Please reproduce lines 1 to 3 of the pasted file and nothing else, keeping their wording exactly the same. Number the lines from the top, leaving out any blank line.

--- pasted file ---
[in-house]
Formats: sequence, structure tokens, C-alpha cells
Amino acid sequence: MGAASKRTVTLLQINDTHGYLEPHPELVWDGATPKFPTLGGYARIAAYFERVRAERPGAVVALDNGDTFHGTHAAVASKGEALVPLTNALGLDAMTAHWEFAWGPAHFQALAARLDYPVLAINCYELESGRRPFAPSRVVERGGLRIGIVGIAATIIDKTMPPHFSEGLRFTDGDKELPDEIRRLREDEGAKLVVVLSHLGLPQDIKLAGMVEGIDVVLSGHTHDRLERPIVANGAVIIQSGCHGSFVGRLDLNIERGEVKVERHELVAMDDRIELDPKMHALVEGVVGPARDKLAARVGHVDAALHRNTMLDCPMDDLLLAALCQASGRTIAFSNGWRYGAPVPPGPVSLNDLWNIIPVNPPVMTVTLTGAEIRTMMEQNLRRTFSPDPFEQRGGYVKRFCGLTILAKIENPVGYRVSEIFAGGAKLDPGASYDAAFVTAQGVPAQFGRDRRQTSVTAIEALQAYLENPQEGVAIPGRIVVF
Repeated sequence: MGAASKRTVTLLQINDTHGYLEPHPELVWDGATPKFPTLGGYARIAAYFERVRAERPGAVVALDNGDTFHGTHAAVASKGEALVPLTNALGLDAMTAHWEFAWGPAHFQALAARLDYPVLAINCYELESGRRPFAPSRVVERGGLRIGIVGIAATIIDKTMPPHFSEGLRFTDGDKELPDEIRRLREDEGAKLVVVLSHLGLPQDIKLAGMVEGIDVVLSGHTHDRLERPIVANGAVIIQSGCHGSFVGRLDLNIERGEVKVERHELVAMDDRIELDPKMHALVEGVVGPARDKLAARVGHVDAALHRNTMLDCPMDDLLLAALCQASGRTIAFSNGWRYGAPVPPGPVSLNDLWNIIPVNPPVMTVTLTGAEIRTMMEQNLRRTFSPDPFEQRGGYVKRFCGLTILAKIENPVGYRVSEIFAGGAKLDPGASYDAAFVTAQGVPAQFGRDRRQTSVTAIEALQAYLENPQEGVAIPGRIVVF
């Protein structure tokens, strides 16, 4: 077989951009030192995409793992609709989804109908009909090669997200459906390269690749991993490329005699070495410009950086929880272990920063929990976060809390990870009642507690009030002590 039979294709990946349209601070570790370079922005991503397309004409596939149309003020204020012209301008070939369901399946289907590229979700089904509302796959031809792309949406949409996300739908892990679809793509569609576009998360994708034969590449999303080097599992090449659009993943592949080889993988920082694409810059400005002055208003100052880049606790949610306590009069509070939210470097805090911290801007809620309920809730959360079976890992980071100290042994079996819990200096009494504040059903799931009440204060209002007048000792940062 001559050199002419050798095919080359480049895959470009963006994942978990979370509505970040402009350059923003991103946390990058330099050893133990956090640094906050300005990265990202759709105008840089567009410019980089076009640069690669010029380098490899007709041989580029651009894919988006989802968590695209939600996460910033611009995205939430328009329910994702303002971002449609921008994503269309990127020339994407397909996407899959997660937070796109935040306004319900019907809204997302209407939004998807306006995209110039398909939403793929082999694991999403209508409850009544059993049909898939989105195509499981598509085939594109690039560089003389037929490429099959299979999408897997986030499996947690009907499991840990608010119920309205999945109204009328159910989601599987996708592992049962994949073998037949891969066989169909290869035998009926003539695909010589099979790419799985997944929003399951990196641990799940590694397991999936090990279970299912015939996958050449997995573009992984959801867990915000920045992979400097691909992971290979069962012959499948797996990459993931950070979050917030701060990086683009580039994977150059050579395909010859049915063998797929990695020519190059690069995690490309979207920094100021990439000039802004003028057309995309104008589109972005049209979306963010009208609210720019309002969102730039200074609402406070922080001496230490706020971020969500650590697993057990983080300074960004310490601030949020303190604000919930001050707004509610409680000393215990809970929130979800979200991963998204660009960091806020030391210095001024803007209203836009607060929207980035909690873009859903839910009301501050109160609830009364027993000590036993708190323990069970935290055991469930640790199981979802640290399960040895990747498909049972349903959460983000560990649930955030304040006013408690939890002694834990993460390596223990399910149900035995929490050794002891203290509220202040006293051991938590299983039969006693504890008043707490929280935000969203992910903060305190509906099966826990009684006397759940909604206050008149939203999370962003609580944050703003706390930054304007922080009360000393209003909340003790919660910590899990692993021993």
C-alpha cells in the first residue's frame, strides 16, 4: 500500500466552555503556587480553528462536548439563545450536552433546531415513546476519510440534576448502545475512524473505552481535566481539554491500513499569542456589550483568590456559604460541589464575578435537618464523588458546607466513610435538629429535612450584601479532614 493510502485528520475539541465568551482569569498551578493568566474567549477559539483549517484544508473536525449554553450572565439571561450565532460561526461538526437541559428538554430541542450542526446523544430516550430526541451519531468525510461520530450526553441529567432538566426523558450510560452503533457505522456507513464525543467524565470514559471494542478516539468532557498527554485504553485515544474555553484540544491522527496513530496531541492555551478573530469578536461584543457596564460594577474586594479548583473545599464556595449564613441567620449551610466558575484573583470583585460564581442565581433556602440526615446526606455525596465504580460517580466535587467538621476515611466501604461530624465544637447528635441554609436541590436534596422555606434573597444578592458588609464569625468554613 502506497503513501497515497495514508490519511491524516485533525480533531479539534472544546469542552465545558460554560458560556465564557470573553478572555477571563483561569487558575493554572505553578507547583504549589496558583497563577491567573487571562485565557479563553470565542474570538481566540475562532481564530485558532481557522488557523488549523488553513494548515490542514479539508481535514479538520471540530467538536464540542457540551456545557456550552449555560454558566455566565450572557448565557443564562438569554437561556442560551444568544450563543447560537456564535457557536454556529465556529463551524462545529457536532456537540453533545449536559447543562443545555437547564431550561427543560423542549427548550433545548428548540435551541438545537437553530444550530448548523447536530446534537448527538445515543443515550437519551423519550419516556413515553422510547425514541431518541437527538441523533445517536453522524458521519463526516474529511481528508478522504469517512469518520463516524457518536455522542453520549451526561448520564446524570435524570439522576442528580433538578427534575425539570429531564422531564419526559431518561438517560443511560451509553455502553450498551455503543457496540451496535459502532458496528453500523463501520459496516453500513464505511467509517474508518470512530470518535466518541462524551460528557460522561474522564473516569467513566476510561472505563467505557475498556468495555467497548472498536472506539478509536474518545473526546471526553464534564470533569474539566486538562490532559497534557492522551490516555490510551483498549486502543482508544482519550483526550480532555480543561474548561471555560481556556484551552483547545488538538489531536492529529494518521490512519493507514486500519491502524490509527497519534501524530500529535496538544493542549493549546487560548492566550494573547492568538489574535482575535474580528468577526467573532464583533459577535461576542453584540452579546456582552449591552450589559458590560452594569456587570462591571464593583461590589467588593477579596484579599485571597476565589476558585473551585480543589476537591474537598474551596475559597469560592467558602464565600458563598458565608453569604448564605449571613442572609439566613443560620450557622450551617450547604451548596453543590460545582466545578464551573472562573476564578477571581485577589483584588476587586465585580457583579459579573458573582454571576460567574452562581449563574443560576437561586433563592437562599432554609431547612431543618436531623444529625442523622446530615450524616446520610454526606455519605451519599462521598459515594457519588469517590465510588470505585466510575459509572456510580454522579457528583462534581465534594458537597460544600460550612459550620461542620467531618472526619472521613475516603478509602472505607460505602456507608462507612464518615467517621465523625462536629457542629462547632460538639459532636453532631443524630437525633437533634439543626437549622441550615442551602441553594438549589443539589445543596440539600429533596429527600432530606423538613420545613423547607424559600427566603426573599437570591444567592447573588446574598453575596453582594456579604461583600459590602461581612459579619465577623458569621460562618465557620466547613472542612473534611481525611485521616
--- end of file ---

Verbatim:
[in-house]
Formats: sequence, structure tokens, C-alpha cells
Amino acid sequence: MGAASKRTVTLLQINDTHGYLEPHPELVWDGATPKFPTLGGYARIAAYFERVRAERPGAVVALDNGDTFHGTHAAVASKGEALVPLTNALGLDAMTAHWEFAWGPAHFQALAARLDYPVLAINCYELESGRRPFAPSRVVERGGLRIGIVGIAATIIDKTMPPHFSEGLRFTDGDKELPDEIRRLREDEGAKLVVVLSHLGLPQDIKLAGMVEGIDVVLSGHTHDRLERPIVANGAVIIQSGCHGSFVGRLDLNIERGEVKVERHELVAMDDRIELDPKMHALVEGVVGPARDKLAARVGHVDAALHRNTMLDCPMDDLLLAALCQASGRTIAFSNGWRYGAPVPPGPVSLNDLWNIIPVNPPVMTVTLTGAEIRTMMEQNLRRTFSPDPFEQRGGYVKRFCGLTILAKIENPVGYRVSEIFAGGAKLDPGASYDAAFVTAQGVPAQFGRDRRQTSVTAIEALQAYLENPQEGVAIPGRIVVF